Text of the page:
Books for new moms

New moms barely have time to bathe or eat. How could they possibly have time to read?! They make the time, that’s how — during their children’s naps, while nursing or as they wait in line at the doctor’s or the grocery store. Reading other moms’ stories, whether fact or fiction, can ease the isolation that new moms often feel and help them stay sane during that surreal time of early parenthood.

If you’re a mom, we wish you a very Happy Mother’s Day and offer the following reading suggestions that provide various views of motherhood.

Nonfiction

Guarding the Moon: A Mother’s First Year by Francesca Lia Block
Block, author of the popular Weetzie Bat books for young adults, revels in the intense love she feels for her newborn daughter and reflects on her new life as a mother.

The Big Rumpus: A Mother’s Tale from the Trenches by Ayun Halliday
This thirty-something, hip mother of two from New York City’s East Village hilariously describes the challenges she faces each day as a happily imperfect urban mom.

Operating Instructions: A Journal of My Son’s First Year by Anne Lamott
As a single, recovering alcoholic who gets pregnant at 35, Lamott relies on her ample sense of humor and a diverse group of friends and neighbors to help her survive her son’s first year.

Momma Zen: Walking the Crooked Path of Motherhood by Karen Maezen Miller
Using her experience as a mother and Zen teacher, Miller offers practical advice, encouragement and spiritual lessons to new mothers looking for greater self awareness.

Waiting for Birdy: A Year of Frantic Tedium, Neurotic Angst, and the Wild Magic of Growing a Family by Catherine Newman
Sweet, funny and candid memoir about expecting a second child while raising a toddler.

What Mothers Do Especially When It Looks Like Nothing by Naomi Stadlen
Mothers reflect on how they spend their time with their babies, the isolation they sometimes feel and how they adapt to their new roles.

Fiction

The Bright Side of Disaster by Katherine Center
First-time mom Jenny Harris tries to remain optimistic when she unexpectedly winds up single, but then is too exhausted to respond when her perfect neighbor becomes interested in her. 

The Brambles by Eliza Minot
The three adult Bramble siblings – Max, Margaret and Edie – try to cope with their father’s illness while dealing with their already busy lives, full of the frenzy of children and other responsibilities.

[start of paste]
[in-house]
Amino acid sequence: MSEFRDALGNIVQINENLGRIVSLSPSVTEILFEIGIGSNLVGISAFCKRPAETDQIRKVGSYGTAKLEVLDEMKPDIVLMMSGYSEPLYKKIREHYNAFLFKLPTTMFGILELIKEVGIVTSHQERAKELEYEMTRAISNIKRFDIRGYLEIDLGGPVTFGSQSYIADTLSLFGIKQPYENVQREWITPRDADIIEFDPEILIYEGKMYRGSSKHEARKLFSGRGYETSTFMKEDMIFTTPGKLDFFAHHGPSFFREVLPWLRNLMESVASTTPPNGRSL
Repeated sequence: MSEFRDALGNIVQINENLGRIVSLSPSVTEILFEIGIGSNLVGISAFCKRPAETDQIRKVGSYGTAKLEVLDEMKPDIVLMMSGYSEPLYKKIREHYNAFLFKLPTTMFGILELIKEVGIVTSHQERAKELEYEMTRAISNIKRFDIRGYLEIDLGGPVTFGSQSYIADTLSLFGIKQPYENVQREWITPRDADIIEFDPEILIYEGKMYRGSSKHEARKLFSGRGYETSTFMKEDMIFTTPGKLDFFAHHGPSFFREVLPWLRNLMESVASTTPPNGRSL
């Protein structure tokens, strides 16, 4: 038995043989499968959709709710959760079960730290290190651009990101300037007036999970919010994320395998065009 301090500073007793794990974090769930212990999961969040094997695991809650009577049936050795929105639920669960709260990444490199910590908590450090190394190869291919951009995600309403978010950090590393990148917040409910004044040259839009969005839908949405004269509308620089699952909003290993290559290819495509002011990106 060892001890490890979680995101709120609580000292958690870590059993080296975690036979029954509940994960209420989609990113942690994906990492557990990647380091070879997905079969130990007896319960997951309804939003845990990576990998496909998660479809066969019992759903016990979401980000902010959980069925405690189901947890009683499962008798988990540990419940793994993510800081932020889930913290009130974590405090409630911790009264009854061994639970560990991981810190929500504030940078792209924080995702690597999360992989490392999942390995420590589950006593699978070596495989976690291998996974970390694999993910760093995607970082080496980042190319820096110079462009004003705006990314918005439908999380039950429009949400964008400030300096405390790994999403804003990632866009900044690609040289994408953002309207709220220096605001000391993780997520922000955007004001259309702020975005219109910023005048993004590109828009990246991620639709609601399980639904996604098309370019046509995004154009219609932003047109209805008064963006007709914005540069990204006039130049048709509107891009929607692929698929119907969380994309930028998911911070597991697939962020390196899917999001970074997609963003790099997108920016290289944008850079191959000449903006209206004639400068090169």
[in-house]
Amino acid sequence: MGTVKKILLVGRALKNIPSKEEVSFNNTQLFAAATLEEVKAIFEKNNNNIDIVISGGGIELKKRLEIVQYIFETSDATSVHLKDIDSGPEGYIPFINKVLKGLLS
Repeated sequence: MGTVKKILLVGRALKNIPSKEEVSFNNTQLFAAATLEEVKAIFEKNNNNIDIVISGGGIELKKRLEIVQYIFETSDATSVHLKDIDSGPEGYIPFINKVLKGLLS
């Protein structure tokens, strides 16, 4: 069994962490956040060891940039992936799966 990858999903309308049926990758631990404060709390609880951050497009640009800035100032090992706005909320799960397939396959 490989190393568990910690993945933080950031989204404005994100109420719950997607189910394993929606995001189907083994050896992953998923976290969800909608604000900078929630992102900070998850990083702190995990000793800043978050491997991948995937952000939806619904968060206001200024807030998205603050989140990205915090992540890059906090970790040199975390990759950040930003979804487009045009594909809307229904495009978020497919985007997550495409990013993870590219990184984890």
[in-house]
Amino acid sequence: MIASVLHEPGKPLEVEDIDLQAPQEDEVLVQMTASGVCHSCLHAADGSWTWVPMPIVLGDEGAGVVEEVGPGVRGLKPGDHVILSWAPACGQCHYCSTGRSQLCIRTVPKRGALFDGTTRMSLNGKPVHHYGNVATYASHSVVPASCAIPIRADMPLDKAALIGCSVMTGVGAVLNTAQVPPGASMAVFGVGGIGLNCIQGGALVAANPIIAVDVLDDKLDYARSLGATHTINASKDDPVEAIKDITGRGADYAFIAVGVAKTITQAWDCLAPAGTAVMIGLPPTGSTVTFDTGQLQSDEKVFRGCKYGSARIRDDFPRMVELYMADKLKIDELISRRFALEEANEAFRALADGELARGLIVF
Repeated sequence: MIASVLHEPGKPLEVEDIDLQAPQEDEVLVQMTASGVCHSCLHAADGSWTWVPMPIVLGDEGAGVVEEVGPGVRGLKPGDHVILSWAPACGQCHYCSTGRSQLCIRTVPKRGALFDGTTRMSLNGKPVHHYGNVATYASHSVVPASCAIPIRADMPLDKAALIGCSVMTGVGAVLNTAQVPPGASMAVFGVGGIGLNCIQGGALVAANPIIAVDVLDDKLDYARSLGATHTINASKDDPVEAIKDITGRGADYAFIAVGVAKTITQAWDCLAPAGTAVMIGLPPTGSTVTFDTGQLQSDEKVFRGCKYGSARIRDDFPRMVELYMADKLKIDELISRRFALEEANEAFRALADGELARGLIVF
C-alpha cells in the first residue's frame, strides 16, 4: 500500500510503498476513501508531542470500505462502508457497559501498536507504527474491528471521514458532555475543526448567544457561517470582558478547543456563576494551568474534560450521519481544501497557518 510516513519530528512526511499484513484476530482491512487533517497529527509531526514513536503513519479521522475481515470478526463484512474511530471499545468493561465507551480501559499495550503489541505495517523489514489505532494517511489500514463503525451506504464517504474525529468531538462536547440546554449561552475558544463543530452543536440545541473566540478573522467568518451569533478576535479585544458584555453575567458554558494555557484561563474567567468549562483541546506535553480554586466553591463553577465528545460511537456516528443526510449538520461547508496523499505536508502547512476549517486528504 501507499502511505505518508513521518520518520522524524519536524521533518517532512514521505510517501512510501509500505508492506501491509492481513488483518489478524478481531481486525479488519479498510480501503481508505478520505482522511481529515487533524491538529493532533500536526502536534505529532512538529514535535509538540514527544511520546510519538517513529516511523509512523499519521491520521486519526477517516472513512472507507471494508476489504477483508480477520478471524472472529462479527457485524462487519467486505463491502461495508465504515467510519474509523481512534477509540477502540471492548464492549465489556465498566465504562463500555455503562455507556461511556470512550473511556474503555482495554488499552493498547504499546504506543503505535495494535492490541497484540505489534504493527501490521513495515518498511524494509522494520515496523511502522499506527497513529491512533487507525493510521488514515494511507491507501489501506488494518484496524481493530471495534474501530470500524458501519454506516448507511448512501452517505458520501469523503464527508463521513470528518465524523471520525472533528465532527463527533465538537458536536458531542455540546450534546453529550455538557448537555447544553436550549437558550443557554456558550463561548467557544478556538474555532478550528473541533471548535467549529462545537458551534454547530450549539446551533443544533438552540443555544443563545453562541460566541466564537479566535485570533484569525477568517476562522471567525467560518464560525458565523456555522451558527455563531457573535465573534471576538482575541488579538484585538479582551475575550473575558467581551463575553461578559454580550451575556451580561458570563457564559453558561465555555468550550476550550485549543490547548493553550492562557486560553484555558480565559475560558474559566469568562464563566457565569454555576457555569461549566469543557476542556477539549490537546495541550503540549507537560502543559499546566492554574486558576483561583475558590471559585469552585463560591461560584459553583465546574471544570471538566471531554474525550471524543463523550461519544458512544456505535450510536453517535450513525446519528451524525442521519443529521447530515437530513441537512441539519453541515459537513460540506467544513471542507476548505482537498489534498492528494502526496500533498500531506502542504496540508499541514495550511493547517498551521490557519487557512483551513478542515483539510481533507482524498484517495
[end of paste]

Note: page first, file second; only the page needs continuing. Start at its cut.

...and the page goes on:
I Don’t Know How She Does It: The Life of Kate Reddy, Working Mother by Allison Pearson
Armed with a healthy sense of humor and lengthy “Must Remember” lists, Kate Reddy attempts to juggle her escalating responsibilities as a British financial manager and mother of two young children.

Digging to America by Anne Tyler
Two Baltimore couples meet at the airport while waiting for their newly adopted infant daughters to arrive from Korea, thus forming a lengthy, though sometimes awkward, friendship between the two families.

Little Earthquakes by Jennifer Weiner
Three women become friends after meeting at a prenatal yoga class and then help each other through the traumatic year that follows.

Mix of Fiction and Nonfiction

Literary Mama: Reading for the Maternally Inclined edited by Andrea J. Buchanan and Amy Hudock
This collection of personal reflections about motherhood features fiction, creative nonfiction and poetry selected by the editors of literarymama.com.

This entry was posted in BOOKS, Fiction, Nonfiction, parenting and tagged , , . Bookmark the permalink.

2 Responses to Books for new moms

  1. Linda says:

    Just the mention of “Operating Instructions” immediately made me smile. I first read it when my son was about 13 months, and never had I felt so strongly that someone was writing from within my skin — this time about the wonderful new experience of being a parent and having this amazing gift. Nice fiction titles, too. I thought “Digging to America” was fab; one of Tyler’s best in years. I think I’ll try “The Bright Side of Disaster.” Thanks for the suggestions and links.

  2. Heather says:

    The Big Rumpus was alot of fun and meshed well with Mom life in Seattle

Leave a Reply

Fill in your details below or click an icon to log in:

WordPress.com Logo

You are commenting using your WordPress.com account. Log Out / Change )

Twitter picture

You are commenting using your Twitter account. Log Out / Change )

Facebook photo

You are commenting using your Facebook account. Log Out / Change )

Google+ photo

You are commenting using your Google+ account. Log Out / Change )

Connecting to %s